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Friday, June 1, 2018

floods in Germany ~ animals escape Eifel Zoo - recaptured

Children are gleeful when they see animals ! – villagers too are happy visiting Zoos, may not be the same with city man.  The sprawling Vandalur attracts many visitors – and many were disappointed as it remained closed during Pongal, having not recovered from the devastation of Cyclone Vardah.  According to zoo officials, more than 15,000 trees  had been uprooted in the cyclone; there were other damages too, to pipelines supplying water to the moat area, electric poles and the like.. .. .. ..  during Chennai floods, there were rumours that wild animals had escaped, roaming free and could harm humans !!   Old timers would recall that the Zoo once stood at Moore Market complex and towards the end – animals looked sickly in small cages.  The shift to Vandalur though criticised those days as moving far out of the city was a good move, at least for the animals as they had bigger greener environment and bigger space !

The Eifel, is a low mountain range in western Germany and eastern Belgium. Many parts of Germany experienced rains as record floods engulfed the historic eastern German city of Dresden, swamping its Baroque architecture and driving thousands from their homes. A tide of debris-laden brown water also submerged other towns on the River Elbe, forcing the evacuation of tens of thousands while volunteers battled to save the centre of Dresden, the capital of Saxony, 120 miles south of Berlin. Floods have killed at least 89 people in Germany, Russia, Austria and the Czech Republic over the last week, after torrential rains sent a huge surge of water through river systems. At least 10 died in Saxony.

In Germany, the surging waters continued to rise. Officials feared more of the architectural gems of Dresden would be submerged. The Elbe rose from a normal summer level of about two metres to 9.16 metres, well surpassing the 8.77 metre record of 1845. The last four bridges open in Dresden were closed. Some experts were predicting the Elbe would peak at about 9.6 metres early on Saturday. Chennaites, know the aftermath of flooding too well !!.

Its web calls itself a Private company  and is owned by the Wallpott family. The Cologne merchant, Hans Wallpott acquired in 1965, parts of grounds, which were formerly used for fish farming. Through his love of nature and the newly gained space, he soon kept dogs, donkeys and a wild boar. He built  enclosures, opened paths and afforested the hitherto bare property.  In 1972, President Konrad Schubach and other public figures opened the zoo's large forged iron gate. For Hans Wallpott fulfilled a lifelong dream with his success in turning the scenic side valley into a unique attraction. A new zoo had been born.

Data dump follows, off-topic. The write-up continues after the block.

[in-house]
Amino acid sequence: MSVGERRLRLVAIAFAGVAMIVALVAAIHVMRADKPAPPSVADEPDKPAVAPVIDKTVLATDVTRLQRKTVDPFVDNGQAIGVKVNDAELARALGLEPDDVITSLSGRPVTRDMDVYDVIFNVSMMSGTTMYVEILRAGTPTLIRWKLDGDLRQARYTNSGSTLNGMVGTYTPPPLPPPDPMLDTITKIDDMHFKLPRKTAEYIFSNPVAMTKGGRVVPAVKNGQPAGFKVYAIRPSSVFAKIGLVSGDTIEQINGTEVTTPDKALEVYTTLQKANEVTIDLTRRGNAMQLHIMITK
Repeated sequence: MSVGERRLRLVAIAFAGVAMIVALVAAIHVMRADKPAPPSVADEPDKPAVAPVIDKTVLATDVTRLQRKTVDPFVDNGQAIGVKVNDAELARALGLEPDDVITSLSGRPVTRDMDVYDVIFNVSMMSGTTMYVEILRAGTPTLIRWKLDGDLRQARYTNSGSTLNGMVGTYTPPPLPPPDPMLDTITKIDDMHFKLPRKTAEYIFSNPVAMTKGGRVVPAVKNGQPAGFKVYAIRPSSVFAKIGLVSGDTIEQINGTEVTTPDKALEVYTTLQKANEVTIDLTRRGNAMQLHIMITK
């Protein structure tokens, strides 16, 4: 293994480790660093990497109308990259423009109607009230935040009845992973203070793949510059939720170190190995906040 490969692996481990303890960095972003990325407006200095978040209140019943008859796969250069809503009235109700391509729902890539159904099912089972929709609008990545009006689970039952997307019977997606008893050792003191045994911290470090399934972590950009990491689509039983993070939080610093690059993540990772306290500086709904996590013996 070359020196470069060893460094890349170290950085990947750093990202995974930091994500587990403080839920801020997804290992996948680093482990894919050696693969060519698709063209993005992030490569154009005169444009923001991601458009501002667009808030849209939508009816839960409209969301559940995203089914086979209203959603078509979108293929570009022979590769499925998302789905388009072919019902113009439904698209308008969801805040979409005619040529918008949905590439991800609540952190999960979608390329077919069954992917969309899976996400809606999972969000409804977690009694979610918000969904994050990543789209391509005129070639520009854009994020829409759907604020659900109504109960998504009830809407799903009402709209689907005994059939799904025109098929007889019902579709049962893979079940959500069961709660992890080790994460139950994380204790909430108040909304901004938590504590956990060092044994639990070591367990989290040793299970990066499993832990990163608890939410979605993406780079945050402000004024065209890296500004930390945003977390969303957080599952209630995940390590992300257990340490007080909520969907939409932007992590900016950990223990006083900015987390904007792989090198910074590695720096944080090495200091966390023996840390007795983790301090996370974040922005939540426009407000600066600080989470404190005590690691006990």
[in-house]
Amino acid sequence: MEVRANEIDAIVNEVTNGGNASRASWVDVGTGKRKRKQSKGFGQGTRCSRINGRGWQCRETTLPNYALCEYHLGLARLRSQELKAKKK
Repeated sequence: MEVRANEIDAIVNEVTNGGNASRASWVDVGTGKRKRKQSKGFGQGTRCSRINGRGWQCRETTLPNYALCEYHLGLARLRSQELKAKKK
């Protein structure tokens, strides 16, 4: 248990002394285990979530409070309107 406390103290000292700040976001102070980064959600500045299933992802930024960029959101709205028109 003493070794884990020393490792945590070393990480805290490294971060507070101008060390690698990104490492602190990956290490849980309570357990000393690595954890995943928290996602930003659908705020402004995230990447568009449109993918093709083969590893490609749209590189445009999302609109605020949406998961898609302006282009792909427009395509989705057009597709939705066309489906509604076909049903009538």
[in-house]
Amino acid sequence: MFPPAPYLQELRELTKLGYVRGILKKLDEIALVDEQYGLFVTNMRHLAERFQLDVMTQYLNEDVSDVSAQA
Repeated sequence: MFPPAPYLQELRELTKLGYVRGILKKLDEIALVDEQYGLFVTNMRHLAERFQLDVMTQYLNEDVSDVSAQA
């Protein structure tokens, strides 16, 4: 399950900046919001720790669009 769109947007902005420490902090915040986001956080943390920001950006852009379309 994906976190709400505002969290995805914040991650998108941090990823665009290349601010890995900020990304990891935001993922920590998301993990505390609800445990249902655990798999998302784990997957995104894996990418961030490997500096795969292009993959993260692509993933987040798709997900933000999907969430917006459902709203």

That zoo is in news as five  dangerous predators, including two lions, two tigers and a jaguar escaped from the zoo in  western Germany.   Though all of them were captured back, a runaway bear, however, had to be shot dead by authorities. A drone was used to track down the animals and residents were warned to stay indoors, in the town of Lunebach. The five big cats were safely tranquilised and brought back to their cages in Eifel Zoo today  after a huge operation to hunt them down.

The animals were able to escape after flooding from an overnight storm that caused a river to burst its banks damaged their enclosures. A video posted to social media showed floodwaters turning streets near the zoo into raging torrents of muddy water that levelled fences. The animals were thought to still be in the zoo's ground, but residents in the area, near the Luxembourg border, were advised to stay indoors during the hunt. Numerous police, zookeepers, and firefighters combed the zoo looking for the animals before they wandered into the town and manged to find them all.

Eifel Zoo has almost 400 animals of 60 exotic and native species, including lions, tigers, and other big cats on its 30-acre site that gets 70,000 visitors a year. There have been some incidents of animals getting out of their enclosures, drawing criticism.  Today’s  break-out  sparked a massive hunt,  and a  bear, which also broke out of the Eifel Zoo in Luenebach, was shot. 

The escape comes two years after another similar case in eastern Germany, when two lions broke out of their cages at the Leipzig zoo. One of the lions was shot dead while the other was eventually brought back into captivity.

With regards – S. Sampathkumar
1st June 2018.

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